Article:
4. ‘When you will go out to war against your enemies, and HaShem your G-d will give them into your hand, and you will capture his captives.’ (Devorim 21.10) The verse says, ‘In all your ways you should know Him and he will make straight your ways.’ The meaning of this is that in all of your actions you should see to it that you join yourself to HaShem and become attached to Him [in thought] always. And through this attachment ‘He will make straight your ways.’ The reason is that it is not possible for a person to rely upon himself and his own understanding for any action that is done in the service of HaShem. [The verse says,] ‘With this you shall go into the Holy [area.’ This refers to] when you will join yourself to HaShem. And if HaShem is with you then you will certainly not be lacking in anything. The main thing is that a person should never say that ‘my strength and the strength of my hands has made me wealthy.’ Or that I have the strength to succeed in the war with the Yetzer HaRah. It says in the sefer Chovos Lavovos that the main service [of HaShem] that a person must do in this world is to prepare himself with all of his limbs so that he should always be ready to do the will of HaShem. He need only do the preparation [for the mitzvah.] To take this from being something that is contained in his thoughts and in his will and make it into a completed action requires the help of HaShem. HaShem has to help him so that he could do this good deed. The main desire of HaShem with regards to the person is concerning his preparation [to do the mitzvah.] HaShem wants him to be ready to do the will of HaShem [at all times.] The person who has attained the understanding of this idea is worthy to be called a ‘Chocham*.’ The verse says, ‘The Chocham should not praise himself with his wisdom… with this he shall praise himself, with his knowledge and understanding of Me.’ The meaning is that the person who HaShem has bestowed intelligence to understand, with a purified understanding, that everything is from HaShem. This person is worthy to be praised for his clear understanding [that everything is from HaShem. ‘Understanding of Me’ means that he understands that everything is from HaShem.] From this [understanding] he will be saved from arrogance.  This is because he has no reason to be arrogant since [he recognizes that] even his knowledge is not his own, but was bestowed on him by HaShem. This is what the verse means: ‘When you will go out to war against your enemies.’ The main thing to remember [with regards to this war] is … ‘And HaShem your G-d will give them into your hand.’ HaShem comes to the help of the soldiers. When you will understand this with a clear understanding then you will be successful in the war, ‘and you will capture his captives.’ (p. 180 sefer Avodos Yisaschar teachings of Rebbe Yisachar Ber of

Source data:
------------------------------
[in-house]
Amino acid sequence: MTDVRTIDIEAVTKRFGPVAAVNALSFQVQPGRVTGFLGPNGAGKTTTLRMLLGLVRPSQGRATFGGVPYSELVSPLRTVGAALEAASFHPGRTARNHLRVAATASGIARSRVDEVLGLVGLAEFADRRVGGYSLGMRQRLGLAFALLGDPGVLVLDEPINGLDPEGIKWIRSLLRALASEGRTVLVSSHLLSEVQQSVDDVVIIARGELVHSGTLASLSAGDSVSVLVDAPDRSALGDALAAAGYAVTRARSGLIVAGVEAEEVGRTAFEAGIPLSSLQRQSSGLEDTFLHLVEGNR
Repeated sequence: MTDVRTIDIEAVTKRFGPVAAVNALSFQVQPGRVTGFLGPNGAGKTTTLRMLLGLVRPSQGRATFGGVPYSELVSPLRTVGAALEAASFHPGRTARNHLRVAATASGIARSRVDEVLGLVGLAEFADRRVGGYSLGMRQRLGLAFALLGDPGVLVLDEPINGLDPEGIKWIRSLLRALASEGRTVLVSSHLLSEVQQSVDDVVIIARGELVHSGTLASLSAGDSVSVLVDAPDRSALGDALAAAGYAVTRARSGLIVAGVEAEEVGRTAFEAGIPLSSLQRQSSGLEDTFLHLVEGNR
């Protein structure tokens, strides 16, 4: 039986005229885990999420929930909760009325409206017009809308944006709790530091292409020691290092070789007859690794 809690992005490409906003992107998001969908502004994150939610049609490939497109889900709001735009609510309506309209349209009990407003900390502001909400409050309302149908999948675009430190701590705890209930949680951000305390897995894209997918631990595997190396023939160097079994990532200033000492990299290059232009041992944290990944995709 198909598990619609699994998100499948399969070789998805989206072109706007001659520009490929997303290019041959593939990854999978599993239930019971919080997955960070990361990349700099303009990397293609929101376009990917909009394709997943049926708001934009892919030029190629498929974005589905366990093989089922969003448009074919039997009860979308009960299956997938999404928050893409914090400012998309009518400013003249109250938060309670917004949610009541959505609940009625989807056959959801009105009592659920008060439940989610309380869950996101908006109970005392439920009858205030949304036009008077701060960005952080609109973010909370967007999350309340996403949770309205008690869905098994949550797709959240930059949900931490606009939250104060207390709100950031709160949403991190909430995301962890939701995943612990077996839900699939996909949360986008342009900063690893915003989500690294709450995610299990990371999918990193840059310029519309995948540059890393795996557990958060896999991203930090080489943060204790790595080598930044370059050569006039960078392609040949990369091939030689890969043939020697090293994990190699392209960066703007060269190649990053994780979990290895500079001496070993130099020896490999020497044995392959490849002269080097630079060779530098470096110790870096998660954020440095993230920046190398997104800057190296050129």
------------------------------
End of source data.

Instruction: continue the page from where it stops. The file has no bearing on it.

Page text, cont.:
Valbruz)

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Glossary:

Arizal: Hebrew initials of the words: Adoni Rabbenu Yitzchok    Zechorono LeVaracha our master Rabbi Yitzchok. Better known as    Yitzchok Luria the great 16th century Kabbalist